the little ones get away with deviating - sets a bad example the rest
might see they can follow) with not a grumble at home. Mind
you they did stuff up a bit on Cuba and Venezuela.

So yes they did miscalculate in Iraq and Afghanistan but securing the
empire is a difficult job, and it's a vital job. You cannot live
in the way you have become accustomed, let alone have the 3% p. growth
you insist on, unless we go on getting control of most of the
dwindling resources an that means running those countries to our
benefit not theirs. George and the Neo-cons have done it for
you, in difficult circumstances. I think their critics should
just be a bit more understanding and appreciative. If you want to go
on living with your too-big houses and your plasmas and your jet-away
vacations just quit the backchat and support your empire and those who
secure it for you.

--

Ted Trainer
School of Social Work,
University of New South Wales,
Kensington. 2052. Australia.
02.93851871
Fax: 02 96628991
Email: [email protected]
Website: http://www.arts.unsw.edu.au/tsw/

stpaulmercantile's picture
stpaulmercantile
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Re: It's a dirty job but someone has to do it.

Aww, c'mon, tell us how you really feel about Americans. 

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barrt
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Re: It's a dirty job but someone has to do it.

That's a great piece! A quality slice of sarcasm, thanks Dtm

I was a little disappointed though in that list of countries, he could have gone on a lot longer than that, haven't I read somewhere that the good old US has invaded or 'changed' the regime in around 50 countries since the 2nd world war? and that's just the ones we heard about.

I remember years ago we used to always be shown "mad mullahs" on the TV crying and shouting about the Great Satan, we all used to think they (the mullahs) were mad, bad and dangerous, everything looks different now though doesn't it?

and stpaulmercantile I think you're being over sensitive, I dont think the author was attacking the American people but the US govt. and their psycho foreign policy. You guys are great, its just that your Govt has pillaged, raped & enslaved the world, killing millions of people for monetary gain in the name of freedom and democracy and your morally bankrupt media has covered it all up and corrupted the values of the western world in the process.

In the face of all that, what else can you do except be sarcastic?

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stpaulmercantile
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Re: It's a dirty job but someone has to do it.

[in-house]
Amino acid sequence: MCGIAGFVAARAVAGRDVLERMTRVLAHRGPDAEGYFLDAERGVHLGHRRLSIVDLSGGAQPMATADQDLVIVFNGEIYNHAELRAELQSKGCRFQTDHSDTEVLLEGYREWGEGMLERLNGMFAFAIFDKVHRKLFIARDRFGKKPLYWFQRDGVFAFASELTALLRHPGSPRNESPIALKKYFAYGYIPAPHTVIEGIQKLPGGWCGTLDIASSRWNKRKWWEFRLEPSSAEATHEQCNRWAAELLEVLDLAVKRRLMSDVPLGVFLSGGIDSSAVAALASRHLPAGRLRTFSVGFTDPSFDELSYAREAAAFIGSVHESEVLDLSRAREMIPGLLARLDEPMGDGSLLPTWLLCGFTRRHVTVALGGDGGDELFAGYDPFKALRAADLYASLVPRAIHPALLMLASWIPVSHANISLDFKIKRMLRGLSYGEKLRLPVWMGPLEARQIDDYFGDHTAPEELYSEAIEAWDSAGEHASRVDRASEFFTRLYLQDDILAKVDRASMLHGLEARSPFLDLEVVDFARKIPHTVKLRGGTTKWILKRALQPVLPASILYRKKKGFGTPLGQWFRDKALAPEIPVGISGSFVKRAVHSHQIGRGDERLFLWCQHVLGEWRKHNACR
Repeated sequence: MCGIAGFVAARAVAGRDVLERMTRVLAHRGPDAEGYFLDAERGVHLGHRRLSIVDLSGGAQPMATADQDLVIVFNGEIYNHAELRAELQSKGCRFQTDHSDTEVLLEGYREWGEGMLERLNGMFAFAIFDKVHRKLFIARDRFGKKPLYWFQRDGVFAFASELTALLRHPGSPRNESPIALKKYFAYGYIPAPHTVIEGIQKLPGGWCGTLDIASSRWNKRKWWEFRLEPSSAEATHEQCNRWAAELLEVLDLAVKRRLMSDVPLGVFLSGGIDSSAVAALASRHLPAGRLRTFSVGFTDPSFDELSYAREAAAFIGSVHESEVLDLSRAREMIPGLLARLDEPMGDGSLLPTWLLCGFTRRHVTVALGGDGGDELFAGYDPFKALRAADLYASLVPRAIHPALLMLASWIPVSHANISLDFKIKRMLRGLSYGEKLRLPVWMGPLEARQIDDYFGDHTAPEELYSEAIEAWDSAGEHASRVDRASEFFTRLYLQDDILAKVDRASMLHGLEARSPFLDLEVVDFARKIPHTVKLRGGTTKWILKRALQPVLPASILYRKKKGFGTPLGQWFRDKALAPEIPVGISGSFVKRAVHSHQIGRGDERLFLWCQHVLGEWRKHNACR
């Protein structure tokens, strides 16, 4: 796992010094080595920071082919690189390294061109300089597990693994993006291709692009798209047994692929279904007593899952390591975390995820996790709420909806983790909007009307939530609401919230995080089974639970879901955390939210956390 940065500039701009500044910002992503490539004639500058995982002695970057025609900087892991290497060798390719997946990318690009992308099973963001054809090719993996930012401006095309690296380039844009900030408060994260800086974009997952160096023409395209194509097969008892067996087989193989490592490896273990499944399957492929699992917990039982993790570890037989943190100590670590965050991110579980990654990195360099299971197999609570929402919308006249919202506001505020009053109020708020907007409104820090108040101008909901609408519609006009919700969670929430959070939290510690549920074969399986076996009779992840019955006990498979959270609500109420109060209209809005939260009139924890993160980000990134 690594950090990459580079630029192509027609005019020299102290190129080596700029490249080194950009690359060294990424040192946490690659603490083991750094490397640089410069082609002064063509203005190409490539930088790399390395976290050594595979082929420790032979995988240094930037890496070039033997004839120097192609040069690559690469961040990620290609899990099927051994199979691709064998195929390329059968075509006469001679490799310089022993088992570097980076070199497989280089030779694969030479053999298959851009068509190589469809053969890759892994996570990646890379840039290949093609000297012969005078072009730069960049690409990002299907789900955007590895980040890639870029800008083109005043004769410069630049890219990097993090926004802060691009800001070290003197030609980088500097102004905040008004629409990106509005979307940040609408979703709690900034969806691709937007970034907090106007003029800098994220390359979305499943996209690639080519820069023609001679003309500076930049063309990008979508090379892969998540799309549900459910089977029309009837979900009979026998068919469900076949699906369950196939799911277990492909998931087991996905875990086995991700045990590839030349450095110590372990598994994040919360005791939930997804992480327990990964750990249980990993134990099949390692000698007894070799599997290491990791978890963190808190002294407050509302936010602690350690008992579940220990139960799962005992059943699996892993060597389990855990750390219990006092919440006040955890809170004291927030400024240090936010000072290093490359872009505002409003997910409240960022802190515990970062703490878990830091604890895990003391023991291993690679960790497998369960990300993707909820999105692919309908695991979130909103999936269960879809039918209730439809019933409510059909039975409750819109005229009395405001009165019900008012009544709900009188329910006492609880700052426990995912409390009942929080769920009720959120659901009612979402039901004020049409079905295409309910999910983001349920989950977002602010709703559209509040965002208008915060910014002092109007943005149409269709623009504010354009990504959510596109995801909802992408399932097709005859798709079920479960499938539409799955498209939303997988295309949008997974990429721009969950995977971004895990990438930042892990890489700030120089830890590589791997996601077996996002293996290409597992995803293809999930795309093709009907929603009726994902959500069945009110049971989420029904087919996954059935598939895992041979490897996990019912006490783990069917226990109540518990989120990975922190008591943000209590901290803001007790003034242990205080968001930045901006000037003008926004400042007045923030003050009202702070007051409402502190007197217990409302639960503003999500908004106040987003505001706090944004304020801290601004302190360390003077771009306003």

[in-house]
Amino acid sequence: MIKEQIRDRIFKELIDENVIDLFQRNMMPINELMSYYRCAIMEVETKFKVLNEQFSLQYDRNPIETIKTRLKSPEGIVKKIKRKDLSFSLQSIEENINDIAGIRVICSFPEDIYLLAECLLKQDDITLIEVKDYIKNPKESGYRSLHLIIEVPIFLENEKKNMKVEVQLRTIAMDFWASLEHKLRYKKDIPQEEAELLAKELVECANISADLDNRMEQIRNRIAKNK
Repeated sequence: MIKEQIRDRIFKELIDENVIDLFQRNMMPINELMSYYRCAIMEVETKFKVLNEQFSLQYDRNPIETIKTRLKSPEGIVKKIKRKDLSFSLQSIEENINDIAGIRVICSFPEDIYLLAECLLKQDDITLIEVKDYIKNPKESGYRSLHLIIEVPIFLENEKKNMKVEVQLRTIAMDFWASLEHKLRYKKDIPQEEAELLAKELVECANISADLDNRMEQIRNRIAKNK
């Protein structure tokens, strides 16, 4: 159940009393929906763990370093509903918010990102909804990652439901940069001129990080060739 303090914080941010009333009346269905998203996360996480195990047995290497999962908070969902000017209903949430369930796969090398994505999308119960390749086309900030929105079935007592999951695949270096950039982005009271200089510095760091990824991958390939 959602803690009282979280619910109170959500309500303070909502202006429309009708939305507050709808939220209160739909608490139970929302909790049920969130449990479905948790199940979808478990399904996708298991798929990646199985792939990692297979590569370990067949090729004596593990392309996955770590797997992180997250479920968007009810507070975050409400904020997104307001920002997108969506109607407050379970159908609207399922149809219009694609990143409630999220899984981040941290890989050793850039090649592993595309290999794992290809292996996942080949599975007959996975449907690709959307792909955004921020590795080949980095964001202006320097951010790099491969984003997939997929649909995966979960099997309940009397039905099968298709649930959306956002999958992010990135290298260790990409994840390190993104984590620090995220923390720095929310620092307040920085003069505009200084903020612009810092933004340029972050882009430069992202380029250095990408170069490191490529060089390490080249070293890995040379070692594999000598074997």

Damnthematrix wrote:
If you want to go on living with your too-big houses and your plasmas and your jet-away vacations just quit the backchat and support your empire and those who secure it for you.
Uhh, yes, I think he was talking down to Americans, not just our government.  I thought it was a tirade that revealed a deep hatred for my country. 
If that's what he wants to believe, that's his right.  I don't see how spewing like that has anything to do with the subject matter on this forum. 
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Re: It's a dirty job but someone has to do it.

stpaulmercantile -

The author of the article 'posted' by Damnthematrix (DTM) was Ted Trainer and 1) as an example of the kind of beliefs held by many in the 2nd and 3rd world nations and 2) given that it touches on the extent to which all nations (not just the U.S.) will go to keep "on getting oil at the
rate we have become accustomed"
then I think it does have some bearing on the subject matter in this forum.

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Re: It's a dirty job but someone has to do it.

Oh, so you don't think Damnthematrix agrees with the author, you think he was posting the article for our benefit, so we'd understand how 2nd and 3rd world countries feel about us.  I read his post in the context of some of his other America-bashing posts, and I stand by my comments.  I think he just thought that nobody could say it better than Ted Trainer, so just quote Ted Trainer.

The only thing these guys know about America is what they see from Hollywood or from the biased media.  If he posts crap like that, he deserves to be answered.

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Re: It's a dirty job but someone has to do it.

Oh I think he bashes the EU, his own government, and just about everyone else who feel entitled to living an un-sustainable lifestyle - but if you want to fall back on nationalistic pride then feel free.   As an ex U.S.Navy officer I'm comfortable enough to accept the sarcasm (I only swore an oath to uphold the Constitution - not 'our American way of life' - one of those phrases that always made me cringe when it came out of President G.W. Bush's mouth (along with phrases like the 'New World Order' and 'Evil Doers')

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Re: It's a dirty job but someone has to do it.